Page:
The Australian gives ABC Managing Director Mark Scott a huge boost this morning by making him its media person of the year.

I think the timing is weird, because the signs for Mark Scott’s ABC agenda are not good, and despite the real achievements trumpeted by the Oz, it seems to me he should be pretty worried.

Last week, Scott took a massive slap in the face from Government, when Prime Minister Kevin Rudd announced the new A-Span public affairs channel to be launched by Foxtel, Sky News and Austar.

The ABC apparently did not know this announcement was coming — which is extraordinary, because what the pay TV Czars have done is pinched Scott’s idea, and then got Prime Ministerial approval for doing so.

The ABC is not admitting a backward step. Requests for comment on what Rudd did last week have not elicited a response. Clearly the ABC thinks biting its lip is, for the moment, the better part of valour.

The idea of a public affairs digital channel, broadcasting parliament, press conferences and annual general meetings as well as providing opportunities for citizen interaction, is central to Scott’s often touted vision of the ABC as the “town square” for all Australians in the new media age.

I remember Scott first talking about this idea more than two years ago. He went public with the notion in the ABC’s ideas paper before the 2020 summit. He put some detail around it in his September Press Club address and it then formed an important part of the ABC’s triennial funding submission — which is now before Government in the crucial decision making phase.

So what on earth is the Prime Minister doing undercutting Scott in this way? The most optimistic explanation would seem to be that Rudd is not aware of, or engaged with, the ABC’s plans. In other words, that the launch of A-Span was a cock-up rather than a deliberate slight.

But at a time when Communications Minister Senator Stephen Conroy has publically stated he is going in to bat for more ABC funding, such Prime Ministerial disengagement bodes ill for both the ABC and Conroy’s influence.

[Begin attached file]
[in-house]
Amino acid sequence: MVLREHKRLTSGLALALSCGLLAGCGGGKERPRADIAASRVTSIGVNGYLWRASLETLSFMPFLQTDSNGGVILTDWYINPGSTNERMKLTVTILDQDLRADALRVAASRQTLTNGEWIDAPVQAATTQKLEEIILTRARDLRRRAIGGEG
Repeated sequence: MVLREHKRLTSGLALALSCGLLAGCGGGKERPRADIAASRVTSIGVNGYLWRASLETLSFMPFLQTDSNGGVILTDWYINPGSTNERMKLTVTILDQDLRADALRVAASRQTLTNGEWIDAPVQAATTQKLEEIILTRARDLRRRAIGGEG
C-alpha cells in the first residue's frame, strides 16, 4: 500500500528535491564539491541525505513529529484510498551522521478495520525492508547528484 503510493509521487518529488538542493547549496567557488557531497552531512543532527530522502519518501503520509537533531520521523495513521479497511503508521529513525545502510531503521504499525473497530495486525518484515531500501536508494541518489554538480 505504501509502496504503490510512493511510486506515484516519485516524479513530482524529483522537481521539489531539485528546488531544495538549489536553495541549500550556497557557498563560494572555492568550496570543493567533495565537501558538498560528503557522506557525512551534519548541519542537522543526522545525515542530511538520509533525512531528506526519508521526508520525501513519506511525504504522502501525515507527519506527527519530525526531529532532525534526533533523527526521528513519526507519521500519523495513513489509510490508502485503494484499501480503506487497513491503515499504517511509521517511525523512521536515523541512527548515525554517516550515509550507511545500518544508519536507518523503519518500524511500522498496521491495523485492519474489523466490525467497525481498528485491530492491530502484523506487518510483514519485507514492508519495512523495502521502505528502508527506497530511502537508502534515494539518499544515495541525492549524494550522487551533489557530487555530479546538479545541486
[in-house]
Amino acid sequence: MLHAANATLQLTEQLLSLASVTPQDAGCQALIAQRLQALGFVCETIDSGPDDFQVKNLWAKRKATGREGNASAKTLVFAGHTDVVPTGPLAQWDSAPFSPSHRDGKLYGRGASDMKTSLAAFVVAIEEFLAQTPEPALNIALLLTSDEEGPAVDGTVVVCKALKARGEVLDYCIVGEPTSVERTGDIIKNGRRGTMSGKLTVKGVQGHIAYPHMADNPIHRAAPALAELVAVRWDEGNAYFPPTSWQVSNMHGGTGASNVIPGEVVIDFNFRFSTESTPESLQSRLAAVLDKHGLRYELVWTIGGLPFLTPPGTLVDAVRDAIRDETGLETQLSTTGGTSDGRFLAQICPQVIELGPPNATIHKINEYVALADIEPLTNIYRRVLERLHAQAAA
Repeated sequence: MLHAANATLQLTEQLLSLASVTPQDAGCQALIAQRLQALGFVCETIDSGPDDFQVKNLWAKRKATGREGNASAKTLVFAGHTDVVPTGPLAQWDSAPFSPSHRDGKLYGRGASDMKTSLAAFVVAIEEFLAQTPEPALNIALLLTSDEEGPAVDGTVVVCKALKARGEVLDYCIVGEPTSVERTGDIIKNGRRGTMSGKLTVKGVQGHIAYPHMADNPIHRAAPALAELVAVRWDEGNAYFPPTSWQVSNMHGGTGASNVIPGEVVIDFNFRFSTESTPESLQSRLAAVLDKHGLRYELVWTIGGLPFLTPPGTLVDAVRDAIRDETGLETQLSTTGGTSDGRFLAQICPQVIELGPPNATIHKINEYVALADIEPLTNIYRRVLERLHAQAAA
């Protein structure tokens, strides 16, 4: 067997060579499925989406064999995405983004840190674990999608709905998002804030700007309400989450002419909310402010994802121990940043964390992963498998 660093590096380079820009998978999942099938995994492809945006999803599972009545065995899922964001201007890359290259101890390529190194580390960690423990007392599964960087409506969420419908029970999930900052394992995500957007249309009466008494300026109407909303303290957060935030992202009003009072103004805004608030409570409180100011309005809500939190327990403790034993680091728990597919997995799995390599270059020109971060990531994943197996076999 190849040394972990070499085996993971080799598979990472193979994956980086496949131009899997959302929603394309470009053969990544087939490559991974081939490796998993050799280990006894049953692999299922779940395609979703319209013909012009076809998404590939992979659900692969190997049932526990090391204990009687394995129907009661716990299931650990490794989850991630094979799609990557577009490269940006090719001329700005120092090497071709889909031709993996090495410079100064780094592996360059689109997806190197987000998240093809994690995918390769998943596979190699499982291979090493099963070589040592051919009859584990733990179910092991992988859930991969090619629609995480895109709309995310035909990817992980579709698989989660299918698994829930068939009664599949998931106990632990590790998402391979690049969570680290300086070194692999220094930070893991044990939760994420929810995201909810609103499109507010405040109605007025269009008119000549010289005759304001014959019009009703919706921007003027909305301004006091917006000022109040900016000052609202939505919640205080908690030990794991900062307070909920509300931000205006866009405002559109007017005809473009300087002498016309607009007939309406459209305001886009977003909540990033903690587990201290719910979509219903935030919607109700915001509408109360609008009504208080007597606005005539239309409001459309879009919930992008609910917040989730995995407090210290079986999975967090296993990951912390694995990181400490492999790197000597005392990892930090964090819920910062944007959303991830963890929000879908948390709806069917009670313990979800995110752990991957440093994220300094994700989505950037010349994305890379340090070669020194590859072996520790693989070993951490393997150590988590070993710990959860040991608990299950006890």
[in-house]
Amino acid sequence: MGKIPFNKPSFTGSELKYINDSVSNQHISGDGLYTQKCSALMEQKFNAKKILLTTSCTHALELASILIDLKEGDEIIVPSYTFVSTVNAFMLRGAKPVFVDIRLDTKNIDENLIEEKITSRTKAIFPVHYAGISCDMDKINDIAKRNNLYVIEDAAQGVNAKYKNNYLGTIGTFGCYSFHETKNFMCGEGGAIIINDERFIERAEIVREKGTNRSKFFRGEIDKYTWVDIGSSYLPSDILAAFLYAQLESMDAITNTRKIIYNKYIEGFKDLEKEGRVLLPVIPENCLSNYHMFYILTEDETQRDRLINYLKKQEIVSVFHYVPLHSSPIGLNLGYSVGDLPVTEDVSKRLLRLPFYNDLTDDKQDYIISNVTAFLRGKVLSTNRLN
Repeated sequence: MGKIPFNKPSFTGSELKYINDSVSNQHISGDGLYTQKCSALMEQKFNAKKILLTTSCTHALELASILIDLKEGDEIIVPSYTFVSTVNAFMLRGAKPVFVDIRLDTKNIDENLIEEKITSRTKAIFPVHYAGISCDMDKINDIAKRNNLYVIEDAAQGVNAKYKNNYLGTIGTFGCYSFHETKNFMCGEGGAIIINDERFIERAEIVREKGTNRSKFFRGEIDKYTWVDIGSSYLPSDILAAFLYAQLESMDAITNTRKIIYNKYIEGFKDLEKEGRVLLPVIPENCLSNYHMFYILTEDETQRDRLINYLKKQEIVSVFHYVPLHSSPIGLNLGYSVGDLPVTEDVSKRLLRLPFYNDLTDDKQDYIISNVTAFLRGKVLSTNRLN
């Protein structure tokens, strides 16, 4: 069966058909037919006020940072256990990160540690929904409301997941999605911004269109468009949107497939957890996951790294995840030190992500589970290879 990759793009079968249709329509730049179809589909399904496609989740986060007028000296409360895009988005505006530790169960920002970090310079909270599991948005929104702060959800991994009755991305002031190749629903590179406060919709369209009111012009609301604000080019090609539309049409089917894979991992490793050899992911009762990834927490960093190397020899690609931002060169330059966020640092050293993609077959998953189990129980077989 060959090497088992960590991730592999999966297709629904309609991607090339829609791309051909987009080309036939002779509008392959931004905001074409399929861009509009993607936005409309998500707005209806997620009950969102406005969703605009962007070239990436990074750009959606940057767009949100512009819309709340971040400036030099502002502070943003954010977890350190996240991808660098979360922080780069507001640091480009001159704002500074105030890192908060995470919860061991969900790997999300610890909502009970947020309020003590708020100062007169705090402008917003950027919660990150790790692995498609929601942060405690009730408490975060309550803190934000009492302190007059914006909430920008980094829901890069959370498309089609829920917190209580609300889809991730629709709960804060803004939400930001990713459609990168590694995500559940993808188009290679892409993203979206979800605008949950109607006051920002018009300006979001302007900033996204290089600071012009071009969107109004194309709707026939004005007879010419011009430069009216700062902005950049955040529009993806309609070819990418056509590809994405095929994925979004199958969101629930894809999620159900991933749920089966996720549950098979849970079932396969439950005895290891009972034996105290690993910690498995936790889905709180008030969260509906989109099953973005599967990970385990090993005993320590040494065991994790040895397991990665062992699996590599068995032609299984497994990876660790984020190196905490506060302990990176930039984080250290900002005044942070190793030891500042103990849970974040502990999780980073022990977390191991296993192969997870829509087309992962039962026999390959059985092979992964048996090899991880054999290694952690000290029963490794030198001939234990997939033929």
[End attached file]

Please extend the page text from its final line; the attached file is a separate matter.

Was it really as simple as John Hartigan — head of News Limited and Chair of the company behind Skynews — ringing up the PM and asking him to do the launch, and agreement being given without a thought for the ABC’s position?

John Hartigan, of course, was on the Steering Committee of the 2020 Summit, at which the public affairs channel idea was floated by Scott. A nice conflict of interest.

The other possible explanation is that the Prime Ministerial slight was deliberate, and this would mean the ABC has Buckley’s chance of getting the funding for its own public affairs channel.

There is also the fact that Skynews is in good odour in the Canberra hothouse. David Speers did the Great Debate, and has been breaking stories. Contacts, contacts.

Yet outside the closed circuit of Canberra, it seems clear that a public affairs channel is the sort of thing the ABC is best placed to do, particularly if it can become a new form of democratic participation.

It has been pointed out that the model of a national affairs channel originated with Pay TV in the USA, with C-Span, and this is true. But in the United States Pay TV reaches around 85% of homes, whereas in Australia the figure is just 25 per cent — making Pay TV an inappropriate platform for new democratic forms, I would have thought.

Given that Internet Protocol TV is about to offer even more content for free, it is likely that Pay TV, having been slow to get started, will never reach majority penetration in Australia. If so, this will be one of the key differences between our media future and that of the USA and Europe.

Pay TV in Australia hasn’t chosen to do a public affairs channel before, which makes this look like a defensive move on its part — part of the emerging battle between free-to-air and pay as the kick-arse TV model of the future.

Meanwhile Auntie is cracking hardy, remaining committed to its own public affairs channel, and pointing out that its offering would be available to all Australians — not only the minority who have pay TV.

But you don’t have to be Einstein to see that it would be harder to justify spending tax payer’s money on a public affairs channel when there is already one on offer — despite the shortcomings of the model.

Scott might well be reflecting that of the bug bears of needing to tout for funding is that you can’t keep your best ideas to yourself. But it must be grim to watch the PM give the opposition a hand when they get pinched.